Global automakers accelerate electric efforts

PHOTOGRAPHS COURTESY OF AP DAVID ZALUBOWSKI AND FINANCIAL TIMES ANALYSTS believe that Tesla’s true worth may lie in selling its battery and self-driving technology.

HEFEI, China (China Daily) — China’s new energy vehicle sector remains a strong magnet for foreign investment despite the world grappling with the effects of the pandemic, thanks to the country’s super-large market, high-level opening-up, and improved business environment.

“China is the world’s largest NEV market that cannot be neglected by international carmakers,” said Erwin Gabardi, CEO of Volkswagen Anhui, a joint venture in which the German automaker has a 75 percent stake, in East China.

Covering an area of about 16 football fields, the body shop of Volkswagen Anhui’s MEB plant in the provincial capital of Hefei is equipped with over 800 robots and will be able to produce six types of NEVs at the same time upon completion.

Gabardi said the mass production of electric vehicles at Volkswagen Anhui is scheduled to start at the end of next year.

Adjacent to Volkswagen Anhui’s MEB plant, an industrial park for batteries and components is under construction, and 17 of Volkswagen Anhui’s partners have already moved in.

“We have strong cooperation with the Hefei-based press shop supplier,” Gabardi said, adding that Volkswagen Group has invested in a Hefei-based battery manufacturer and integrated Anhui-based suppliers into the global supplier network of the German automaker.

China’s NEV market is in the spotlight of the global automobile industry. Official data shows that the country’s NEV output and sales have ranked first globally for seven consecutive years since 2015. Dividends including the super-large market and high-level opening-up have attracted foreign automakers to double down on investment in the country.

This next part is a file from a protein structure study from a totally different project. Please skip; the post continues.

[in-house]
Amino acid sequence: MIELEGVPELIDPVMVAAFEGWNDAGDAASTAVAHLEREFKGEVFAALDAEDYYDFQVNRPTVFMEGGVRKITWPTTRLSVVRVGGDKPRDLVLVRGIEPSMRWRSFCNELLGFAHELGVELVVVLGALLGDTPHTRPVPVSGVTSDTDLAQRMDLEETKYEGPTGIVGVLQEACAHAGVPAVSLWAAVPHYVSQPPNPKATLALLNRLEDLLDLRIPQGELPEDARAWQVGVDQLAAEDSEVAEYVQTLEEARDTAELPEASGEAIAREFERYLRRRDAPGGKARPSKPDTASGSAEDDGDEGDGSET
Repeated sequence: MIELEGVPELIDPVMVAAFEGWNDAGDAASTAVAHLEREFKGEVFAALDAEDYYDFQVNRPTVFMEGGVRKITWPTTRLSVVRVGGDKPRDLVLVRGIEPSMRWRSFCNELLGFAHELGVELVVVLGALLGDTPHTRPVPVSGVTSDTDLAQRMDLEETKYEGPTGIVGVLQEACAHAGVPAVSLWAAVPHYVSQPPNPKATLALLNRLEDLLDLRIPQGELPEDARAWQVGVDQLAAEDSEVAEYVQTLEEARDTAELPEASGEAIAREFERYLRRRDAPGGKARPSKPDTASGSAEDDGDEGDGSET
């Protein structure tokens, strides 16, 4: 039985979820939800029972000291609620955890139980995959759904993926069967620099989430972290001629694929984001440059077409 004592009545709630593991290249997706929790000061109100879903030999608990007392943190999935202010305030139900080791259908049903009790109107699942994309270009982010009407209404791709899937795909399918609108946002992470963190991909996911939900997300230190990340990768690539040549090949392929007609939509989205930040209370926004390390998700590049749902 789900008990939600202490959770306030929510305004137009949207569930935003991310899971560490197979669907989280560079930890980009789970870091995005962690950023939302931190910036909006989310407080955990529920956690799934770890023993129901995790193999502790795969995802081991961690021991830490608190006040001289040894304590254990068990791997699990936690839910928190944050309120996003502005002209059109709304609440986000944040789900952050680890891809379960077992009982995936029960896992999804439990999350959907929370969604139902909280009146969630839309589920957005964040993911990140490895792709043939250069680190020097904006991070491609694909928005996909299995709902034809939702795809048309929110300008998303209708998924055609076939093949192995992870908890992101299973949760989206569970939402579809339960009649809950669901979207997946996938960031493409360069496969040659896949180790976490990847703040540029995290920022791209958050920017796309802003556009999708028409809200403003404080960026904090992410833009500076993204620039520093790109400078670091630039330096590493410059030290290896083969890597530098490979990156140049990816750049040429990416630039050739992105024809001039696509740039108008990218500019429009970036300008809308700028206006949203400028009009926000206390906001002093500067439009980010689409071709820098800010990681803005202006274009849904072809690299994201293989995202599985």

In 2018, China removed restrictions on foreign investment in NEV. Shortly afterward, Tesla established China’s first wholly foreign-owned car manufacturing enterprise in Shanghai. It started construction in early 2019 and delivered its first batch of made-in-China vehicles within a year.

Since the beginning of this year, global auto companies including Audi, BMW and Volkswagen have accelerated their expansion in China, launching a number of large NEV and other projects.

The Audi FAW NEV project, with an investment of over 30 billion yuan ($4.25 billion), broke ground on June in Changchun, Jilin province. This is Audi’s first production base for purely electric vehicles in China and is expected to start operation at the end of 2024, with a planned annual production capacity of 150,000 vehicles.

BMW Group’s joint venture in China, BMW Brilliance Automotive Ltd., will invest 10 billion yuan into a new battery production project in Northeast China’s Liaoning province. The signing ceremony of the project was held last week in Shenyang, capital of Liaoning.

China’s NEV market saw a remarkable expansion in October. The output of NEVs in the country reached 762,000 units last month, up 87.6 percent year-on-year, while the sales of NEV rose 81.7 percent from a year earlier to 714,000 units.

Industry insiders believe that favorable market policies will continue to boost the NEV market. China announced that the purchase tax exemption for NEV will be extended to the end of 2023. This marks the third extension since the country first implemented the policy in 2014.

“We are continuing to develop our R&D team, adjust our R&D strategy and innovate products exclusively for Chinese customers to suit the consumption preferences of the Chinese market,” Gabardi said.

China’s unlocked market potential, wider opening up and deepening cooperation under the new development paradigm will offer more development opportunities to the world, said Zhang Bingli, professor at the School of Automotive and Transportation Engineering, Hefei University of Technology.


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